Find the Potential as a function of position

In summary, to find the potential as a function of position along the x-axis for a rod of length L with a uniformly distributed charge Q along its length lying along the y-axis with one end at the origin, you need to integrate along the rod from y = 0 to +L. The expression for dq can be worked out in terms of dy and the expression for r can be worked out in terms of x and y using Pythagoras.
  • #1
prace
102
0

Homework Statement


A rod of length L carries a charge Q uniformly distributed along its length. The rod lies along the y-axis with one end at the origin. Find the potential as a function of position along the x-axis


Homework Equations


[tex]dV=\vec{E}\cdotp d\vec{l}[/tex]

[tex]V=\frac{kq}{r}[/tex]


The Attempt at a Solution



I think I am to use the first equation posted, but I am not sure how to relate it to the x-axis, if the rod lies along the y-axis. Also, what is the displacement here? I am assuming it is just dy?
 
Physics news on Phys.org
  • #2
prace said:

Homework Statement


A rod of length L carries a charge Q uniformly distributed along its length. The rod lies along the y-axis with one end at the origin. Find the potential as a function of position along the x-axis

Homework Equations


[tex]dV=\vec{E}\cdotp d\vec{l}[/tex]

[tex]V=\frac{kq}{r}[/tex]

The Attempt at a Solution



I think I am to use the first equation posted, but I am not sure how to relate it to the x-axis, if the rod lies along the y-axis. Also, what is the displacement here? I am assuming it is just dy?
You have to integrate along the rod from y = 0 to +L.

[tex]V(x) = \int_{0}^{L} \frac{k}{r}dq[/tex]

Work out the expression for dq in terms of dy. Work out the expression for r in terms of x and y (think: Pythagoras).

AM
 
Last edited:
  • #3


To find the potential as a function of position along the x-axis, we can use the equation V=\frac{kq}{r}, where k is the Coulomb's constant, q is the charge on the rod, and r is the distance from the point on the x-axis to the point on the rod. Since the rod is uniformly distributed along its length, we can consider small elements along the rod and integrate the potential contributions from each element to find the total potential at a given point on the x-axis.

We can express the potential contribution from each element as dV=\vec{E}\cdotp d\vec{l}, where d\vec{l} is the displacement along the rod and \vec{E} is the electric field at that point. Since the rod is charged uniformly, the electric field at any point on the rod is given by \vec{E}=\frac{kq}{r^2}\hat{r}, where r is the distance from the point on the rod to the point on the x-axis and \hat{r} is the unit vector in the direction from the point on the rod to the point on the x-axis.

Integrating this potential contribution over the entire length of the rod, we get the total potential at a point on the x-axis as V=\int_{0}^{L}\frac{kq}{r^2}\hat{r}\cdot d\vec{l}=\int_{0}^{L}\frac{kq}{r^2}\cos\theta dl=\int_{0}^{L}\frac{kq}{r^2}\frac{x}{r}dl, where x is the distance from the origin to the point on the x-axis and \theta is the angle between the displacement vector d\vec{l} and the x-axis.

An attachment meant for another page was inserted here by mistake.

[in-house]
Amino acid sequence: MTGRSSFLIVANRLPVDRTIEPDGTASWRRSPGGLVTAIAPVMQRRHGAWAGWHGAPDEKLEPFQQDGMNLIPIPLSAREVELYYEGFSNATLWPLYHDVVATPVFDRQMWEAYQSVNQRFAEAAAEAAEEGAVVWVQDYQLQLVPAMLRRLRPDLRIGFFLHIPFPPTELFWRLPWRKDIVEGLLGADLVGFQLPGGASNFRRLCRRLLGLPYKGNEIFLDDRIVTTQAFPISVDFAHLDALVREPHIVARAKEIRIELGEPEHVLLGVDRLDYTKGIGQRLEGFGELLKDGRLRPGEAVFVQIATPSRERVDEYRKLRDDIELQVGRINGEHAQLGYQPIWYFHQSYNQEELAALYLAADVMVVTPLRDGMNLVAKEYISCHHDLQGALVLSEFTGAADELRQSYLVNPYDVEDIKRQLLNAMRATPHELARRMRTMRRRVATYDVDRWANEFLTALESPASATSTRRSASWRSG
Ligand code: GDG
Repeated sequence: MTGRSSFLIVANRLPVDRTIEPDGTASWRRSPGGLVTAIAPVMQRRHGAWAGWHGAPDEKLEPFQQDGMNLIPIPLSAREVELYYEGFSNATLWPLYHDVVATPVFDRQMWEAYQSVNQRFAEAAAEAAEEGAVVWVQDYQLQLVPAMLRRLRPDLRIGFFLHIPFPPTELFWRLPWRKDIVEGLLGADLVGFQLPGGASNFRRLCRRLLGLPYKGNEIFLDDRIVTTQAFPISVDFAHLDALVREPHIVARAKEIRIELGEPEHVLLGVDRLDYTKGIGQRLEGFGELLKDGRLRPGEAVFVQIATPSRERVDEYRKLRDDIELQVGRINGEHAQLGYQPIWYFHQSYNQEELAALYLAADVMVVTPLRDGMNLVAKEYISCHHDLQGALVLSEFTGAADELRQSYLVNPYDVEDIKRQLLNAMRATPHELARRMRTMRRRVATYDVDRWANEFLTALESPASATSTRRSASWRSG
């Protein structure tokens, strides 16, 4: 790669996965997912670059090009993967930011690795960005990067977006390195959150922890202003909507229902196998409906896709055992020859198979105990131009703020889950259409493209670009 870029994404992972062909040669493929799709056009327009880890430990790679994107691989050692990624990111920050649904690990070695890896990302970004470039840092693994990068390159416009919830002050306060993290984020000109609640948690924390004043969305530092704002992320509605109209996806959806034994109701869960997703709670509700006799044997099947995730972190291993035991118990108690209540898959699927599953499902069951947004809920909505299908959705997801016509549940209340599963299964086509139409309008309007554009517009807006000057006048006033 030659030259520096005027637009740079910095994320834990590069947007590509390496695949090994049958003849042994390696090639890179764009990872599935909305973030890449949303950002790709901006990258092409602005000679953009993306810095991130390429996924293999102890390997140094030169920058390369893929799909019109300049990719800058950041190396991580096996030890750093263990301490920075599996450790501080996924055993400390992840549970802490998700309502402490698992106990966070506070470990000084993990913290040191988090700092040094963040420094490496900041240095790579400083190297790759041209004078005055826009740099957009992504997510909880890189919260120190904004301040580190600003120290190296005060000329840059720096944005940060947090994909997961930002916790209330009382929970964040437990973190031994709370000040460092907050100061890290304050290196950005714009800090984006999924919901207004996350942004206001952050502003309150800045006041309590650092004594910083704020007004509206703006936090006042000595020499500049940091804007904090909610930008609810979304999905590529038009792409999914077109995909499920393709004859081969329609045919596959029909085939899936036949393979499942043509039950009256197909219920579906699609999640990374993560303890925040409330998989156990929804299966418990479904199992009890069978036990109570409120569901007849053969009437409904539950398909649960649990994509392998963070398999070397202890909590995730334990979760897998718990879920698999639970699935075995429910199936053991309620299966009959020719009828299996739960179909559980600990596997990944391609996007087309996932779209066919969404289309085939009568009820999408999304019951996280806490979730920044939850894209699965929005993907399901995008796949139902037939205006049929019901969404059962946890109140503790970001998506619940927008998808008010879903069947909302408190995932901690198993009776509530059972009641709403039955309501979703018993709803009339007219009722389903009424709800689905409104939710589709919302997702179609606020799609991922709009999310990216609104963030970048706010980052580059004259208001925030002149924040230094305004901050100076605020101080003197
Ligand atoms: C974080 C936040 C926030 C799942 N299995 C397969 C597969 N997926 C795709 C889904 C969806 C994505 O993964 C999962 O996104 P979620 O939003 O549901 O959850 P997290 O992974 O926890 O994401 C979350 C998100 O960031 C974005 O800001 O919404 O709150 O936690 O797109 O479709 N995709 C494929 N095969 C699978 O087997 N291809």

Since the rod lies along the y-axis, we can express the distance r as r=\sqrt{x^2+y^2}, where y is the distance from the origin to the point on the rod. Substituting this into the integral, we get V=\int_{0}^{L}\frac{kq}{(x^2+y^2)^{3/2}}xdl. This integral can be evaluated numerically to find the potential at any point on the x-axis.
 

1. What is the concept of "potential" in physics?

In physics, potential refers to the amount of energy that a system has due to its position or configuration. It is a scalar quantity and is used to describe the energy of a system in relation to a reference point.

2. How is potential related to position?

Potential is directly related to position, as it describes the energy of a system at a specific location. This means that the potential at a particular point will vary depending on the position of the system.

3. How do you find the potential as a function of position?

To find the potential as a function of position, you can use the formula V(x) = -∫F(x)dx, where V(x) is the potential as a function of position, F(x) is the force acting on the system at that position, and ∫ indicates integration. This formula can be used to calculate the potential at any point in a system.

4. What are the units of potential?

The SI unit for potential is joules (J), which is the same unit as energy. However, potential can also be expressed in other units such as electron volts (eV) or ergs (erg) depending on the system being studied.

5. How is potential used in practical applications?

Potential is a fundamental concept in physics and is used in many practical applications. In electrical circuits, potential is used to describe the energy of electrons as they move through a circuit. In gravitational fields, potential is used to calculate the potential energy of objects at different heights. It is also used in fields such as chemistry, biology, and engineering to describe the energy of systems in different configurations.

Similar threads

  • Introductory Physics Homework Help
Replies
1
Views
876
  • Introductory Physics Homework Help
Replies
16
Views
712
  • Introductory Physics Homework Help
2
Replies
64
Views
2K
  • Introductory Physics Homework Help
Replies
6
Views
1K
  • Introductory Physics Homework Help
Replies
1
Views
334
  • Introductory Physics Homework Help
Replies
9
Views
905
  • Introductory Physics Homework Help
Replies
13
Views
720
  • Introductory Physics Homework Help
Replies
13
Views
2K
  • Introductory Physics Homework Help
Replies
8
Views
3K
  • Introductory Physics Homework Help
Replies
2
Views
1K
Back
Top